In DST, in Ref. [4], a novel optimization-based geometric style transfer technique was presented. This approach leverages NBB to find cross-domain correspondences between the provided content and the style images. Low-quality matches are further filtered using a heuristic based on NBB activation strength. This sparse set of displacements is extended to a full displacement field via Thin Plate Spline interpolation (TPS). The Style Transfer by Relaxed Optimal Transport and Self-Similarity (STROTSS) [13] texture style transfer loss is augmented with an additional warping term. This enables joint optimization of both style and geometric deformations. It should be noted that, while this approach can produce high-quality results, it is also computationally expensive.
The approaches described in [15,16] attempt to address the shortcomings of DST. In both cases, a general-purpose model is used to obtain a mapping from a 4D function of distance measurements to a 2D warp field. This approach is significantly faster in practice, because the mapping is learned offline. The main difference between the two lies in how the warp field is represented. The first uses a parametric warp function based on affine and bi-quadratic wraps, while the latter provides a more flexible implementation allowing arbitrary deformations as in DST.
Optimization-based methods have the goal of producing qualitative stylizations, but rather often this means the methods become computationally expensive in their process of backpropagation at each iteration, and gradually change the output image to match the desired error threshold. Model-based neural methods overcome these limitations and can be grouped into two different classes, each with specific tradeoffs related to their optimization policy. One of the classes trades flexibilities for speed and quality, meaning that the methods will output exceptional results quickly, but only for a limited range of styles. The other class trades quality and speed for flexibility, producing less qualitative images for a wider range of styles. With this approach, like [4], the proposed method falls into the second class, trading speed for quality and flexibility.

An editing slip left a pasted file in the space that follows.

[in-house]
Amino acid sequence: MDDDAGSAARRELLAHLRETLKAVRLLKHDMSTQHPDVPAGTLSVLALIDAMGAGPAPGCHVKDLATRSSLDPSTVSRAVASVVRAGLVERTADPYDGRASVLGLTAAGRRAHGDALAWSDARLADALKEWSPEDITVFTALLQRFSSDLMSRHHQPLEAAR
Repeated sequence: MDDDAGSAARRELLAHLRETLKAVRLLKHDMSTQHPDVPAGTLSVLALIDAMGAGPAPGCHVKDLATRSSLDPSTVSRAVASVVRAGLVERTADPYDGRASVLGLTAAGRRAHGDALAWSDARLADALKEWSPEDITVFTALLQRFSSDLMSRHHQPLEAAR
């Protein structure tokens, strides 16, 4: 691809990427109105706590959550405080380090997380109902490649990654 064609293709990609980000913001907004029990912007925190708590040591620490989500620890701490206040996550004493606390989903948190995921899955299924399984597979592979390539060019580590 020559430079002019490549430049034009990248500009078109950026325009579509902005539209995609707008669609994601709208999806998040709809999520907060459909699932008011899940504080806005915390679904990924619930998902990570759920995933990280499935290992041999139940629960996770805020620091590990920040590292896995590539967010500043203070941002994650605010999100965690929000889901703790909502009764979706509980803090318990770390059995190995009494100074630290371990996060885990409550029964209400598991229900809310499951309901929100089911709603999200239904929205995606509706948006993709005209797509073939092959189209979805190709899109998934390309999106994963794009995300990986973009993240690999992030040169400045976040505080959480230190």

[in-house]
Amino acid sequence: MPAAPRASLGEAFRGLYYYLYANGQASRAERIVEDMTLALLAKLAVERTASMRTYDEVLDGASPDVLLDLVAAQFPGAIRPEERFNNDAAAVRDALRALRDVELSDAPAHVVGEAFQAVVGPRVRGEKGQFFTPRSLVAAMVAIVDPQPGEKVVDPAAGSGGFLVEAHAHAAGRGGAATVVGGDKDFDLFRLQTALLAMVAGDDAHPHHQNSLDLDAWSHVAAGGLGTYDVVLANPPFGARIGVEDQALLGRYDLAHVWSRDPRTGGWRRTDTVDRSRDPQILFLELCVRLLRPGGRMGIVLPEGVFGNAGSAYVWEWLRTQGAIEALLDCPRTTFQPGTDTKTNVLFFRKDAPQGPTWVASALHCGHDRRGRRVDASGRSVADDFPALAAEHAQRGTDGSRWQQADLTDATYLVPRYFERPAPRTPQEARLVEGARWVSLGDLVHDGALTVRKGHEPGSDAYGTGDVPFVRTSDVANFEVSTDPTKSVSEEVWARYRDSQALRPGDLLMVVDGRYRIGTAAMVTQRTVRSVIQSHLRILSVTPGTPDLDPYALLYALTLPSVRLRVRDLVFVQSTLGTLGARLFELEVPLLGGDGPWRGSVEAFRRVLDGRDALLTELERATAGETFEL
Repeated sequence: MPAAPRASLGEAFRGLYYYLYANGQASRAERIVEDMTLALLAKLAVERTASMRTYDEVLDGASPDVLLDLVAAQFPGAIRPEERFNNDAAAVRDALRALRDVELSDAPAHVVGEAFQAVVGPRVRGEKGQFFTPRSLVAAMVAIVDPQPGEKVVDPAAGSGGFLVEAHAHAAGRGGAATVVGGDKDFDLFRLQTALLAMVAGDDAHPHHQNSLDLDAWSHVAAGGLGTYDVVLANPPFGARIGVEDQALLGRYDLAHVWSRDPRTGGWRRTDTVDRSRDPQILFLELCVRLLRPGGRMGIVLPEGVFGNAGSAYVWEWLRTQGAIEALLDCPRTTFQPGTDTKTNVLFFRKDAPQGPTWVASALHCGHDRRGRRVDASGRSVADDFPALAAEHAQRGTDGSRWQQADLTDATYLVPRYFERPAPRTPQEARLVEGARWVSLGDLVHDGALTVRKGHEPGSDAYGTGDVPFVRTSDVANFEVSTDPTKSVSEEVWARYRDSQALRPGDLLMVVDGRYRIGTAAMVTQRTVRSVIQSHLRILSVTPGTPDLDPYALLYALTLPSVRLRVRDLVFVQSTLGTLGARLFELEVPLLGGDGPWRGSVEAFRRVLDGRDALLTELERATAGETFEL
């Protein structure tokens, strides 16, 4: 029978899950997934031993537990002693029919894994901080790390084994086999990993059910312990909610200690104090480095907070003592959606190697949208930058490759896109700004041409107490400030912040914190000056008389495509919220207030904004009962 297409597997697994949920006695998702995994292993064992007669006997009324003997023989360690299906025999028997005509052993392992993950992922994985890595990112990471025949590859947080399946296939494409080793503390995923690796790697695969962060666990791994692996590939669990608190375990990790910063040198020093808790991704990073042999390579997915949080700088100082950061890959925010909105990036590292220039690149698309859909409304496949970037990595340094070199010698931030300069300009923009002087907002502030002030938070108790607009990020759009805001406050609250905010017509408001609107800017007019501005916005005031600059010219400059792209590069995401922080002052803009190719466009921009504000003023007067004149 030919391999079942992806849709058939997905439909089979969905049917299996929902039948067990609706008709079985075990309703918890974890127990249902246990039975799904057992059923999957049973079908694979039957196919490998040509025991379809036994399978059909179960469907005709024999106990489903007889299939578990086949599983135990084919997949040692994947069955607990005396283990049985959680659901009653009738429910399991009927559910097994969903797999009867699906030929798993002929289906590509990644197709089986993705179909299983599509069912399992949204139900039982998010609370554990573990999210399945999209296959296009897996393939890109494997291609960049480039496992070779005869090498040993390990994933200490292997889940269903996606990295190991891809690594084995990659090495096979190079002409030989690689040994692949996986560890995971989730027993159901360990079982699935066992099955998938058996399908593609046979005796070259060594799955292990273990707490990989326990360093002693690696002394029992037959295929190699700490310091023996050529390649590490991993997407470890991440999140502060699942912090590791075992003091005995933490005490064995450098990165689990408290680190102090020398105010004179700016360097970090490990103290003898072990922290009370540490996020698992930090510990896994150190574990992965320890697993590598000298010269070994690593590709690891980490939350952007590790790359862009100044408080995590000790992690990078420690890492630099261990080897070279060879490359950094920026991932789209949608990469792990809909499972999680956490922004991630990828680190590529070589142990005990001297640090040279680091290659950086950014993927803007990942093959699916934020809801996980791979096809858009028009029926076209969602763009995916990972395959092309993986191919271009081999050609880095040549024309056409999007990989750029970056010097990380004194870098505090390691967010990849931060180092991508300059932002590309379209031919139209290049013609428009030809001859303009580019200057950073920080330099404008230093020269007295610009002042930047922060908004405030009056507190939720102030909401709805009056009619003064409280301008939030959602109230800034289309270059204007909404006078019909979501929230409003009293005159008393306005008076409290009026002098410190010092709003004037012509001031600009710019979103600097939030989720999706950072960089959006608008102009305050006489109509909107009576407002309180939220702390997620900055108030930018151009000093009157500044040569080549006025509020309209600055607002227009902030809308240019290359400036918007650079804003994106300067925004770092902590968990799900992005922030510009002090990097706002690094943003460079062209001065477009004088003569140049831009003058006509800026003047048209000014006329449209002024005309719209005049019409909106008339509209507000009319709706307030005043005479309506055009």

3. Materials and Methods

The proposed solution takes one content image (which may contain multiple objects of interest), one artistic-style image, and multiple geometric-style images as input. It produces an output image where the objects of interest are deformed based on the geometric-style images. These are then put back together into one image, and the result is styled using the artistic-style image from the input. Figure 2 shows the main steps of our method which are object detection, feature detection and warping, final composition, and style transfer.

3.1. Object Detection

The first step requires extracting the objects that are present in the content image. A network based on the You Only Look Once (YOLO) architecture, more specifically the YOLOv5 [17] network, was used to achieve this. Classifying the objects is not necessary for the next step, only detecting them. This feature that YOLOv5 provides might prove useful for further research. Each detected object will be extracted into a separate image that will go through the rest of the pipeline.
YOLOv5 is the latest version of algorithms from the YOLO family. It manages to detect and annotate objects by dividing the input image into N grid cells of equal size, which will predict bounding boxes relative to their position and finally merge the best outputs and remove duplicates based on their probability score.
The focus of this step in the model is accuracy. The 5th version of YOLO was chosen because it outperforms its past versions in terms of accuracy. On the other hand, YOLOv5 seems to be less time efficient than YOLOv3 [18], but this is not a significant downside for the proposed solution.

3.2. Feature Detection and Warping

In the next step, for each image obtained previously, the most suited geometric-style image for the current object to be deformed with is determined using an NBB network to detect feature points on the content image and the geometric-style images.